Applying these prices to Integrated Gas assets of $75 billion and Upstream assets of $88 billion as at December 31, 2022, shows recoverable amounts that are $4-6 billion and $1-2 billion lower, respectively, than the carrying amounts as at December 31, 2022.
  2. Hybrid Shell Plan and IEA NZE50: for this Shell’s mid-price outlook is applied for the next 10 years. Because of greater uncertainty, the IEA normative Net Zero Emissions scenario is applied for the period after 10 years. This weights less price-risk uncertainty to the first 10 years reflected in the operating plan period and applies more risk to the more uncertain subsequent periods.
    Applying this priceline to Integrated Gas assets of $75 billion and Upstream assets of $88 billion as at December 31, 2022, shows recoverable amounts that are $4-6 billion and $1-2 billion lower, respectively, than the carrying amounts as at December 31, 2022.
  3. For 2022, we have also included sensitivities based on a 1.5 degree scenario, derived from IEA NZE50. This priceline applies the IEA normative Net Zero Emissions scenario over the whole period under review. This priceline has been applied for the first time in the current year in order to also reflect the sensitivity to a pure net-zero emissions scenario from the IEA.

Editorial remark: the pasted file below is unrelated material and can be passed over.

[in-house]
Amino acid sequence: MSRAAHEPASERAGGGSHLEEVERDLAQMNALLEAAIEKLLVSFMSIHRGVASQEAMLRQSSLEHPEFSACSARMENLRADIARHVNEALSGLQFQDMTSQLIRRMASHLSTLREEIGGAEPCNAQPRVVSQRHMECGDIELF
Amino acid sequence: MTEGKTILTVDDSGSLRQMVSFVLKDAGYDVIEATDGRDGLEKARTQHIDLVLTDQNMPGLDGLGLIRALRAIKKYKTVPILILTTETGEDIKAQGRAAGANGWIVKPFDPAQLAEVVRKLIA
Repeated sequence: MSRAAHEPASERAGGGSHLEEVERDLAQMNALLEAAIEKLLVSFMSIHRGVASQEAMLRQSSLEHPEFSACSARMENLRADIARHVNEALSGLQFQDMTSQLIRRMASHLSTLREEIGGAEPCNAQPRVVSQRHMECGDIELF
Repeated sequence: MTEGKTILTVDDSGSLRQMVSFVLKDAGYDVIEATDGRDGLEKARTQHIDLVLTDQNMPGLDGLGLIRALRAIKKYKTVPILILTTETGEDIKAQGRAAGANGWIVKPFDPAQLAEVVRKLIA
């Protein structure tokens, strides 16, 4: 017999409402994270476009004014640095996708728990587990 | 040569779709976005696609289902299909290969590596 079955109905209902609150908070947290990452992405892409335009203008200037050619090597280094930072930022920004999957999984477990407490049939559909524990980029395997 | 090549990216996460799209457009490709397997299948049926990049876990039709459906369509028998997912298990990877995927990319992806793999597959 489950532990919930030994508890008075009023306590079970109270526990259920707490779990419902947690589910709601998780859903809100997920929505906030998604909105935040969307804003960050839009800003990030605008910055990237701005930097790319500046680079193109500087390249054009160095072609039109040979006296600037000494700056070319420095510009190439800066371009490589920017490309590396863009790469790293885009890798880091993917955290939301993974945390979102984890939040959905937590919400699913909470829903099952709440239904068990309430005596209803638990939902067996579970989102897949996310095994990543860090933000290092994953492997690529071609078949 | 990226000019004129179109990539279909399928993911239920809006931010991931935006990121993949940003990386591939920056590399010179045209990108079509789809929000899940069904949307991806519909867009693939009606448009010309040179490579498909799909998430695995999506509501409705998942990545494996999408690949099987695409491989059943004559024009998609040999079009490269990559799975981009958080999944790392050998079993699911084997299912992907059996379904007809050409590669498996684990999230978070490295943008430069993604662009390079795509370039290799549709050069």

Applying this priceline to Integrated Gas assets of $75 billion and Upstream assets of $88 billion as at December 31, 2022, shows recoverable amounts that are $9-12 billion and $8-11 billion lower, respectively, than the carrying amounts as at December 31, 2022.

In addition, further sensitivities are provided of -10% or +10% to Shell’s mid-price outlook, as an average percentage over the full period. A change of -10% or +10% to the mid-price outlook, as an average percentage over the full period, would result in around $2-5 billion impairment or some $2-4 billion impairment reversal, respectively, in Integrated Gas and Upstream as at December 31, 2022.

Compared with the prior year the impact on recoverable amounts is significantly lower as a result of the higher short- and medium-term commodity prices.

Carbon pricing and discount rate sensitivities

The risk of stranded assets may increase in a higher carbon price scenario. Sensitivities of our asset carrying values to carbon prices have been based on an IEA NZE 2050 scenario, to illustrate the resilience of asset carrying values to higher long-term carbon prices than those included in the Shell mid-price outlook.

Applying the IEA NZE 2050 carbon price scenario to Integrated Gas assets of $75 billion and Upstream assets of $88 billion, up to the end of life of these assets, shows recoverable amounts that are $2-5 billion and not significantly lower, respectively, than the carrying amounts as at December 31, 2022. 

See “Carbon pricing” for more information on our carbon price assumptions.